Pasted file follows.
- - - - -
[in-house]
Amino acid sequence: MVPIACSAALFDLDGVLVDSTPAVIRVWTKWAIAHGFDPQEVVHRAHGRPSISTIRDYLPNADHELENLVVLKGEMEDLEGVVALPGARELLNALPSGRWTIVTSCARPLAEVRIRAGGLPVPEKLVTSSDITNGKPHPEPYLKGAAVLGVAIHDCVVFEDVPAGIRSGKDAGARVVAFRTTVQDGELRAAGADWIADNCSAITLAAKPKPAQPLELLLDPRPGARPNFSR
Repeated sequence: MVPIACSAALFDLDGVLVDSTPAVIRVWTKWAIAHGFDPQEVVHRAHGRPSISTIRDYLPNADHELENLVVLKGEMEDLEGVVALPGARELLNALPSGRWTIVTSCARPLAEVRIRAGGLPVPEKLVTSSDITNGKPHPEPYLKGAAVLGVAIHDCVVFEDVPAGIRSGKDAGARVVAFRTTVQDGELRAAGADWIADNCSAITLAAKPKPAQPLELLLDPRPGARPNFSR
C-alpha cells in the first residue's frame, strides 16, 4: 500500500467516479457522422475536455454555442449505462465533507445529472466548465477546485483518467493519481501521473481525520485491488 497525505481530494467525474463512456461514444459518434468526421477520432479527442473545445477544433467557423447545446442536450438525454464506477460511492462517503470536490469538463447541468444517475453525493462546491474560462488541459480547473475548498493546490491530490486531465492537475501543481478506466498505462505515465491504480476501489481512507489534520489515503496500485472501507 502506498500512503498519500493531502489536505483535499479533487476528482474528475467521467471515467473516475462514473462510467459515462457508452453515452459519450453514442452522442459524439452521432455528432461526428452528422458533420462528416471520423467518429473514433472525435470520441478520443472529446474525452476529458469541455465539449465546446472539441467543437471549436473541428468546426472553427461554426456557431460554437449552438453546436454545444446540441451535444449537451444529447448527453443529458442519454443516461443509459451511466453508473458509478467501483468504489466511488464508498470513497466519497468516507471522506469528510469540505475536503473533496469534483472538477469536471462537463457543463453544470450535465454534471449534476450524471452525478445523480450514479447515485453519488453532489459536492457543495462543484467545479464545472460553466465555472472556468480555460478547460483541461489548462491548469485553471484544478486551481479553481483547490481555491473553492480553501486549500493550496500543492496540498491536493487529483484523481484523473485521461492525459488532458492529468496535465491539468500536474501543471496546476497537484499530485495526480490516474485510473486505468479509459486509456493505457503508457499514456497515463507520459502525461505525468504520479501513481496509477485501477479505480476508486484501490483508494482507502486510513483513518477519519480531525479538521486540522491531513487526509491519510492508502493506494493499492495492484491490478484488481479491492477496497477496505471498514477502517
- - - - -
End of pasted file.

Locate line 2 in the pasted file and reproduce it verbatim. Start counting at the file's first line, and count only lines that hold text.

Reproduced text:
Amino acid sequence: MVPIACSAALFDLDGVLVDSTPAVIRVWTKWAIAHGFDPQEVVHRAHGRPSISTIRDYLPNADHELENLVVLKGEMEDLEGVVALPGARELLNALPSGRWTIVTSCARPLAEVRIRAGGLPVPEKLVTSSDITNGKPHPEPYLKGAAVLGVAIHDCVVFEDVPAGIRSGKDAGARVVAFRTTVQDGELRAAGADWIADNCSAITLAAKPKPAQPLELLLDPRPGARPNFSR